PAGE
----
Ayckbourn Talks: The Open University - Redrafting (2008)

In 2008, the Open University produced a number of recordings for their drama courses with Alan Ayckbourn offering his thoughts on writing and directing.

Creative Writing: Redrafting
The first draft is very much an acquaintanceship with the characters and, as I say, often their dialogue, their speech patterns develop during that draft. They don’t start that way. And, the character who is speaking at the end of the play, on the last page is often, has a completely different speech pattern to the one that started, you know, seventy pages earlier. And I will then go back on a second draft and re-voice the character, sometimes re-plot, not very often because the plotting usually has been well marked out.

Plays are artifice to a certain extent. If you have a scene in which a bookshelf is going to fall down, say, as in
Things We Do For Love, it’s a very useful if you’ve referred to the bookcase in advance, I’m always more pleased if I can have incorporated that. And people’s brains register; the audience at the beginning of the play, we’ve heard about that bookcase before. We’ve heard about that bookcase again in Act Two, you know. And then they forget it because nobody seems to mention the bookcase and then, at a moment towards the end of the play, the bookcase collapses at a tremendously dramatic moment, and there’s a sort of Eureka from the audience, I’m glad I hung on to the bookcase at the back of my brain because that’s what it’s there for, so that all that goes on and sometimes you retro plot that, you have to say, Now I’ve got the bookcase, I actually better build it into the first few pages so we don’t come to it completely by surprise.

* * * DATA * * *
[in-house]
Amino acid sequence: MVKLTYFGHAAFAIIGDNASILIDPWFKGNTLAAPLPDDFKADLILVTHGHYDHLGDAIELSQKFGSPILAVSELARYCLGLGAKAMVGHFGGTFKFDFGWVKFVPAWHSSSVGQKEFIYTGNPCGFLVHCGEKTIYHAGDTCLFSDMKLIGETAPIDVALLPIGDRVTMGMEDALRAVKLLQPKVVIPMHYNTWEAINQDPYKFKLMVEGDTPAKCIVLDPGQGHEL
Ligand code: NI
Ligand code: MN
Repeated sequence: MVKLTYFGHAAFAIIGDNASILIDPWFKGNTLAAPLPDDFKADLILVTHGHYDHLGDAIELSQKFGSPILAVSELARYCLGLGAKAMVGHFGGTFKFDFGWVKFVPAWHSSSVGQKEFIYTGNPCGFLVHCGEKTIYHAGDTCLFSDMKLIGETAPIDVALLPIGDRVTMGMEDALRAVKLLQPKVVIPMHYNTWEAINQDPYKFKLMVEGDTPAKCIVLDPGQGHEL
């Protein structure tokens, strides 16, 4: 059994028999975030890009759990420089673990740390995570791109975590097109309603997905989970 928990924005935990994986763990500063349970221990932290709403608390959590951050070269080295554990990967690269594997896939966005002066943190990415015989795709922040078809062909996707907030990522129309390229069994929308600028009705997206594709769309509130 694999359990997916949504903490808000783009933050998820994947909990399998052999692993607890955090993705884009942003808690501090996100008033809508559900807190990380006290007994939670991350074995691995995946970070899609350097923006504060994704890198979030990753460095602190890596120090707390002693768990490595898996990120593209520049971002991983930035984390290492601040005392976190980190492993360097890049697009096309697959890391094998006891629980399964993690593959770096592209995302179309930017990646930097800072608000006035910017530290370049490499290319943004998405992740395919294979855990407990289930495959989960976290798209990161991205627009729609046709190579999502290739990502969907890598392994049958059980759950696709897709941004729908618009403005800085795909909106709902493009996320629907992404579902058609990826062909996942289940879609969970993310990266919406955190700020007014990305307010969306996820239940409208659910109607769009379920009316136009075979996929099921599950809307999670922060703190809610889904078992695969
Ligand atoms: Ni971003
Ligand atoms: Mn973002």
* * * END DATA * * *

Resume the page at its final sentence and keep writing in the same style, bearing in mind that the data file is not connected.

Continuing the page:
But the second draft is often very much more just going back and re- voicing the characters. And I will sometimes do what I think an actor would do when they’re reading the script, and I’ll go through as one of the characters and just follow her, his role through in their voice. It’s often pruning rather than adding and sometimes re-shaping, and saying, No, no, no, that’s much too forceful for her, she’d never say it that way, she would say it, she’d say the same thing but she’d be much more snide about it and much more furtive in making her views felt. Like, I will sometimes go for a walk with the character and I will do what we’re doing now, I will interview him, say, ''what do you, what do you think about the current situation in the world?' And he’ll sound off, or she’ll sound off, and that’s sometimes gives me a speech pattern and I will improvise and sometimes improvise them in the shower. So a little extra I give to actors occasionally and it’s, it’s the same, recognise where your character is in the landscape of this play.